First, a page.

Sous Vide Venison

By GrowingDeer,

  Filed under: Recipes

Medium rare sous vide venison









Venison loin (backstrap)
Olive oil
Black pepper
Garlic powder


  • Fill cooler with enough hot water to completely submerge the vacuum bag. (I was cooking for medium rare, so 128 – 130 F is where I kept my water.)
  • Lightly oil the loin and season to taste with the pepper, garlic powder, rosemary, oregano and thyme. (You will add the salt before the sear as salt will draw moisture from the meat and we don’t want that.)
  • Seal the loin in a vacuum bag (a zipper bag will work too, just try and get as much air out as possible).
  • Place the loin in the cooler of hot water and close the lid.
  • Let it soak at least 2 hrs, but there is no harm in letting it go longer, as the temperature of the water will not let it overcook. My loin cooked for 4 hours.
  • Monitor the temperature using a remote thermometer placed in the water, adding heated water as necessary.
  • Once done soaking in the water bath, remove the loin from the vacuum bag and season with salt. (I recommend Real Salt from Redmond Mineral.)
  • Sear either over high direct heat on a grill or in a very hot, heavy skillet with some butter.
  • After the meat is seared, remove from the heat and loosely cover with foil and let it rest for 10-15 minutes.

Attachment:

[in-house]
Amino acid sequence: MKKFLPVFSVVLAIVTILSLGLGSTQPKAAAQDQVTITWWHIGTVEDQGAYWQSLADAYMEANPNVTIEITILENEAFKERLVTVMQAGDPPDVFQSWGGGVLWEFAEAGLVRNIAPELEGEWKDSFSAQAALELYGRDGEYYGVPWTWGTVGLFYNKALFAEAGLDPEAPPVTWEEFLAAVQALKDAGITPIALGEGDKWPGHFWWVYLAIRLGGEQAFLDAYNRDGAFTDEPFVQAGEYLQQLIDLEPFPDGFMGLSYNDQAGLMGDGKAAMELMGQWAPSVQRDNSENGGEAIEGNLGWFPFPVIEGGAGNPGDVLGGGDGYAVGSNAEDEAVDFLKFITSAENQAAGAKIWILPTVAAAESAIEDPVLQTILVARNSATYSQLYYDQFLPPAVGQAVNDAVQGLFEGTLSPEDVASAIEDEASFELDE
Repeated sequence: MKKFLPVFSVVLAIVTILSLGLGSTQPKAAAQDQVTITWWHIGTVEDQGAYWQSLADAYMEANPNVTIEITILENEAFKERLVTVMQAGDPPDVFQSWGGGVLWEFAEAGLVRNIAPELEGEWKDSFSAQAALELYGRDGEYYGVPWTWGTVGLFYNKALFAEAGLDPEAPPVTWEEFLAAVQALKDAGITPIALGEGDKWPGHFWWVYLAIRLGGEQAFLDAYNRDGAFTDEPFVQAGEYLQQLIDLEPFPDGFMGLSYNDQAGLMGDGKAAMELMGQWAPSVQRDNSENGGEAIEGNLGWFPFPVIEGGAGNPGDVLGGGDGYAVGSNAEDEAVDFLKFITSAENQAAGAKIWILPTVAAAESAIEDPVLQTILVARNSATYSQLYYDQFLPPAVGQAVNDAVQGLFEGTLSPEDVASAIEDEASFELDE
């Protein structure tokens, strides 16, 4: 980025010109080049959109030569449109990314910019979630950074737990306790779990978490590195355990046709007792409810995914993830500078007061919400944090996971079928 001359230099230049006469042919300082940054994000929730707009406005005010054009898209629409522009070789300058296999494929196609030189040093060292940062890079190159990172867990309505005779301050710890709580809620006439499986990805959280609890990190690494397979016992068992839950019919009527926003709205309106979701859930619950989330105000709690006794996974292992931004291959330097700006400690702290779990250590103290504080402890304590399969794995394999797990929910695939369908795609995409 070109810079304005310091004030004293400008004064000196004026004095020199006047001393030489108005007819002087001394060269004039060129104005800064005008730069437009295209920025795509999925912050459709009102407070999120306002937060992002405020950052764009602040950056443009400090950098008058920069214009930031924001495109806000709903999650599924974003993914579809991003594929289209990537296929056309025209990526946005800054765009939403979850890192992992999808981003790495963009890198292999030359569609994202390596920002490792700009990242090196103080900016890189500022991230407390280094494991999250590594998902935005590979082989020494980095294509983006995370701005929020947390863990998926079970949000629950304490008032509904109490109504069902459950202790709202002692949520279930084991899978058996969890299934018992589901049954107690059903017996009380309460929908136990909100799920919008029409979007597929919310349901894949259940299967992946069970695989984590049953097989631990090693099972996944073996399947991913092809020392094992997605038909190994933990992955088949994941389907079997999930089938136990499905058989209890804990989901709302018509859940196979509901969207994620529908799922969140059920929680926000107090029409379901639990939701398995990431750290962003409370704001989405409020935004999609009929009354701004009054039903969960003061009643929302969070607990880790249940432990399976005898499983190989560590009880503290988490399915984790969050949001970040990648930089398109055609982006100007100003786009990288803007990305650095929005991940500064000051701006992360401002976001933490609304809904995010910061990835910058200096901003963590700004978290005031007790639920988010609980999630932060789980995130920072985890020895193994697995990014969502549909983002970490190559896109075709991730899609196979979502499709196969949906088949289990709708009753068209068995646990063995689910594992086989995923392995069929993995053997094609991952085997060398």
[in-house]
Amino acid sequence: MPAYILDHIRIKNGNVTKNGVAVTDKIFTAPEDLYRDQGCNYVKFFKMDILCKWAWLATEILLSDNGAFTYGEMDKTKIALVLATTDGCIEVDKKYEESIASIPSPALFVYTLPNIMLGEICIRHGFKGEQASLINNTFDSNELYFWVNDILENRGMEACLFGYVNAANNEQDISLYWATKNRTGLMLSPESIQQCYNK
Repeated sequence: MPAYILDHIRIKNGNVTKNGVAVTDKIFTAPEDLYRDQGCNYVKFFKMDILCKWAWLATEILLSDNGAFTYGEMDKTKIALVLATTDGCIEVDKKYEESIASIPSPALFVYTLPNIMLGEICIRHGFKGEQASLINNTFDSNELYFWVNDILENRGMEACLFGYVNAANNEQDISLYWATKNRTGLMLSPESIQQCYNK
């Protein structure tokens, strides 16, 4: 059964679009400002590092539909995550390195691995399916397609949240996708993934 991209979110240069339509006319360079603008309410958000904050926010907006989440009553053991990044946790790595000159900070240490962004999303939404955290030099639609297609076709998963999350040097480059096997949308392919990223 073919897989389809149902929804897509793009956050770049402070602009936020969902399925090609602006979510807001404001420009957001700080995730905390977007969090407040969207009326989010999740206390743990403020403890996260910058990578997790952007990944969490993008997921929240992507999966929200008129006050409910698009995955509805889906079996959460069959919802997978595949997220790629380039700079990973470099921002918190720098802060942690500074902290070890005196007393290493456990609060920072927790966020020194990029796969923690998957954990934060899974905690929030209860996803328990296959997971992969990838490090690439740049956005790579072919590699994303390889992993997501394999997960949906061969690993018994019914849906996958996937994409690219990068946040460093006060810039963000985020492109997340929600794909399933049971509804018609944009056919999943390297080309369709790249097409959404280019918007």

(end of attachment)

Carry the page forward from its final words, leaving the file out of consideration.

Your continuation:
• Once the meat has rested, slice it and serve along with your favorite side dishes.

Note on cooking method: Sous vide is a French term meaning “under vacuum”. The meat is cooked in a vacuum sealed bag using a temperature controlled water bath, then seared either on the grill or in a skillet. The beauty of this method is the ability to control the final temperature of the meat and evenly cook the meat all the way through. Cooking sous vide is commonplace at high end restaurants with high dollar equipment. However, it can be done at home with a simple cooler, some hot water and a remote thermometer.

This recipe is compliments of Brandon Pittman, a GrowingDeer Pro Staffer.

Warning: This post contains information about sous vide cooking. The USDA recommends cooking raw meat to an internal temperature of at least 145 F as measured with a food thermometer before removing meat from the heat source AND allowing meat to rest for at least three minutes before consuming.